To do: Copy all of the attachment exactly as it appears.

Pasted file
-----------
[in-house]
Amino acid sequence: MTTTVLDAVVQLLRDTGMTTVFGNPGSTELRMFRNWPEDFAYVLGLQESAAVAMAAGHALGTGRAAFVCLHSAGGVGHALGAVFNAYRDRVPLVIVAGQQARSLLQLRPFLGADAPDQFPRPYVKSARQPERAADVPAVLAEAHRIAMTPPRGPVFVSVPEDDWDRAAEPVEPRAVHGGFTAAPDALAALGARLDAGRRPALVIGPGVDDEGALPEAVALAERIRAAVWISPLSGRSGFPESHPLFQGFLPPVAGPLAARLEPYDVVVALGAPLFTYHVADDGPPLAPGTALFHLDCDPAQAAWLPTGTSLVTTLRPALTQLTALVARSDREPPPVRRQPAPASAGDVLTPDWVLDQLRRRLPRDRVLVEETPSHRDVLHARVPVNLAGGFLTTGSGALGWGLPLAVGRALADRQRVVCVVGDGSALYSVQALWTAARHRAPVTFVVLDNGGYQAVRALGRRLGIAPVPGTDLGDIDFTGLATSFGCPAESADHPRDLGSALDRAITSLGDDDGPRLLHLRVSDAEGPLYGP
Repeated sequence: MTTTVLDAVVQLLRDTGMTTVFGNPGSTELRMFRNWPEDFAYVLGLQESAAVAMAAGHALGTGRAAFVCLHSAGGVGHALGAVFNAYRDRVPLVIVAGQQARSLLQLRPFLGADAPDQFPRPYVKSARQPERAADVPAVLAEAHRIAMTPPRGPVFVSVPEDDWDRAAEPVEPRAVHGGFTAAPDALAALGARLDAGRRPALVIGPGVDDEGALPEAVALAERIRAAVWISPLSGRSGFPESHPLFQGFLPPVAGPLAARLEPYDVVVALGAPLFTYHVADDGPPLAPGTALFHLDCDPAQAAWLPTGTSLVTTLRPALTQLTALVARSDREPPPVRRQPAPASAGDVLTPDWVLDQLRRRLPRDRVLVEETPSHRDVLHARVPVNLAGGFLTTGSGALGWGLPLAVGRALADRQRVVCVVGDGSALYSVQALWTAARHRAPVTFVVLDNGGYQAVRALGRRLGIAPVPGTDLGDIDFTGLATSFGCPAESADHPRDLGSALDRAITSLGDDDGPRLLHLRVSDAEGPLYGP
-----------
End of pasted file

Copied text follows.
[in-house]
Amino acid sequence: MTTTVLDAVVQLLRDTGMTTVFGNPGSTELRMFRNWPEDFAYVLGLQESAAVAMAAGHALGTGRAAFVCLHSAGGVGHALGAVFNAYRDRVPLVIVAGQQARSLLQLRPFLGADAPDQFPRPYVKSARQPERAADVPAVLAEAHRIAMTPPRGPVFVSVPEDDWDRAAEPVEPRAVHGGFTAAPDALAALGARLDAGRRPALVIGPGVDDEGALPEAVALAERIRAAVWISPLSGRSGFPESHPLFQGFLPPVAGPLAARLEPYDVVVALGAPLFTYHVADDGPPLAPGTALFHLDCDPAQAAWLPTGTSLVTTLRPALTQLTALVARSDREPPPVRRQPAPASAGDVLTPDWVLDQLRRRLPRDRVLVEETPSHRDVLHARVPVNLAGGFLTTGSGALGWGLPLAVGRALADRQRVVCVVGDGSALYSVQALWTAARHRAPVTFVVLDNGGYQAVRALGRRLGIAPVPGTDLGDIDFTGLATSFGCPAESADHPRDLGSALDRAITSLGDDDGPRLLHLRVSDAEGPLYGP
Repeated sequence: MTTTVLDAVVQLLRDTGMTTVFGNPGSTELRMFRNWPEDFAYVLGLQESAAVAMAAGHALGTGRAAFVCLHSAGGVGHALGAVFNAYRDRVPLVIVAGQQARSLLQLRPFLGADAPDQFPRPYVKSARQPERAADVPAVLAEAHRIAMTPPRGPVFVSVPEDDWDRAAEPVEPRAVHGGFTAAPDALAALGARLDAGRRPALVIGPGVDDEGALPEAVALAERIRAAVWISPLSGRSGFPESHPLFQGFLPPVAGPLAARLEPYDVVVALGAPLFTYHVADDGPPLAPGTALFHLDCDPAQAAWLPTGTSLVTTLRPALTQLTALVARSDREPPPVRRQPAPASAGDVLTPDWVLDQLRRRLPRDRVLVEETPSHRDVLHARVPVNLAGGFLTTGSGALGWGLPLAVGRALADRQRVVCVVGDGSALYSVQALWTAARHRAPVTFVVLDNGGYQAVRALGRRLGIAPVPGTDLGDIDFTGLATSFGCPAESADHPRDLGSALDRAITSLGDDDGPRLLHLRVSDAEGPLYGP